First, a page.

[racket] Use of map and eval to evaluate symbol in namespace

From: Sean Kanaley (skanaley at gmail.com)
Date: Sun Aug 10 10:38:24 EDT 2014

***The ultimate (programming) concern is what will produce the highest
average correct-and-useful-running-program-output per second over my

(philosophical extensions: provided it doesn't hurt other people, unless
they are "bad", where bad = ...etc...)

Or anyone else who programs. The average decreases when something new is
learned, and increases later as a payoff from the new knowledge
(ideally...). This is especially important to experts in other fields who
want a quick solution instead of a theoretically maximally correct and
beautiful and least upsetting to experts solution.

So I didn't need keyword-apply. I had the following choices:

1. build literal expression, call eval (~1 min dev time)

2. search documentation or google for "apply keyword", reach page of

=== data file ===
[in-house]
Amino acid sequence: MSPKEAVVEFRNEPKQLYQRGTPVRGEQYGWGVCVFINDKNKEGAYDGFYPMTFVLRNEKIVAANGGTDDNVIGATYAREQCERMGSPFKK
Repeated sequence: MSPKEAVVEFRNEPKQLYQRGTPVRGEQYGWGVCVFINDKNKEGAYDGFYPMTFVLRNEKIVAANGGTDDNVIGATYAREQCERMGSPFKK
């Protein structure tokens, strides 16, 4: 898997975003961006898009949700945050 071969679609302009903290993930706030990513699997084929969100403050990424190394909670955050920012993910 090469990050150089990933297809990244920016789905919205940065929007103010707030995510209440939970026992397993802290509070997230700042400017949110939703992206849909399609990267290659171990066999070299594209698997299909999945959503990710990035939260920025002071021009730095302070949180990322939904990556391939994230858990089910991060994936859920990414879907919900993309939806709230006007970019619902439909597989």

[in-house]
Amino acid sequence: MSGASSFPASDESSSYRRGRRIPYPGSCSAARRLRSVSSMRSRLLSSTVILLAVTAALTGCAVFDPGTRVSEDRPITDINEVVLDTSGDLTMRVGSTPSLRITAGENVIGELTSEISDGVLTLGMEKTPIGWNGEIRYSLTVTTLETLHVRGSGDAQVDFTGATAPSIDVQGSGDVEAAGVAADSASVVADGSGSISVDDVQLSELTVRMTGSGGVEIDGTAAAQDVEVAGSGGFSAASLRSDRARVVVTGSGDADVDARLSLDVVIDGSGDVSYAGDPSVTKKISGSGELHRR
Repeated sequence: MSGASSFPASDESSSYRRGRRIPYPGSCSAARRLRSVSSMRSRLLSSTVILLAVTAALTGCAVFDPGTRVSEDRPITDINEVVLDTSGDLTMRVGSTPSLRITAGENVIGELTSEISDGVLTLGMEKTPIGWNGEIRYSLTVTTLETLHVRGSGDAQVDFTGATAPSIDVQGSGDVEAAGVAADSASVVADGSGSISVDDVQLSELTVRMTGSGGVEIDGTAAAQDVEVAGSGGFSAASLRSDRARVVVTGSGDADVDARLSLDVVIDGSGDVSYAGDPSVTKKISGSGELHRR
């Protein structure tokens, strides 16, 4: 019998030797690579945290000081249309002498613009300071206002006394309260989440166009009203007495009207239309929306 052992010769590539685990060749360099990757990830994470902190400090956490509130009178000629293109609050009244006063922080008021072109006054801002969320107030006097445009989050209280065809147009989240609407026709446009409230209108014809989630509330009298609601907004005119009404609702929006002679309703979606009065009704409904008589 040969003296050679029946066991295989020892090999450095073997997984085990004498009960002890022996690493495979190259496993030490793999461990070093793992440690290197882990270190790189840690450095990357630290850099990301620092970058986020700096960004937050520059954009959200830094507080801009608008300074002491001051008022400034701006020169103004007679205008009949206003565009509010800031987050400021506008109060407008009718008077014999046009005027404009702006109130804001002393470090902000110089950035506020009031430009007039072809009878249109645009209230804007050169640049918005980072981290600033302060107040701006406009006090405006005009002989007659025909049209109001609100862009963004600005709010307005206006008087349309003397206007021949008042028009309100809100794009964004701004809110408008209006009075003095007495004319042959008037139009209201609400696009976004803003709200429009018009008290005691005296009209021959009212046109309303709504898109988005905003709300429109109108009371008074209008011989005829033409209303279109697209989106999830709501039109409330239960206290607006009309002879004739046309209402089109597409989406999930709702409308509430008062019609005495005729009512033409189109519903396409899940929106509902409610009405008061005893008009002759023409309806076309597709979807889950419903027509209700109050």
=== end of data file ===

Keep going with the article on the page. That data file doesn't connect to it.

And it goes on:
documentation, *carefully* read all relevant-sounding functions on it,
choose keyword apply, THEN implement it (~10+ min?) (in reality after
trying apply for a bit since it seems like it would work, and for fear of
just using eval and being branded a C programmer, eventually concluding it
can't work = additional 5 min)

3. make a mistake with step 2, make post to user's list asking about this
case, receive feedback that it wasn't necessary to use it, go back and fix
code to be "correct" (unsure of time to type the first post, but the
overall energy spent on this process exceeds #1 and #2 for sure)

In my case, I'm glad I now know about keyword-apply because I will be using
Racket until I die. Those 15 minutes will *hopefully* save over 15 minutes
by the end of my life. They might not though, and time now > time later,
but I'm still glad because I enjoy programming as a hobby and want to be
good at it, but in terms of maximizing output I should have just used eval.

Taken further, there is some optimal level of knowledge that allows for all
tasks that need to be completed to be completed as quickly and accurately
as possible, where further knowledge represents time spent wasted acquiring
it. Professionals in fields other than programming itself will probably
have a low level of optimal knowledge, and the attitude that some seem to
have about "dumb newbies with their dumb evals" is incorrect. They should
possibly do whatever is as fast as possible, regardless of how bad the code
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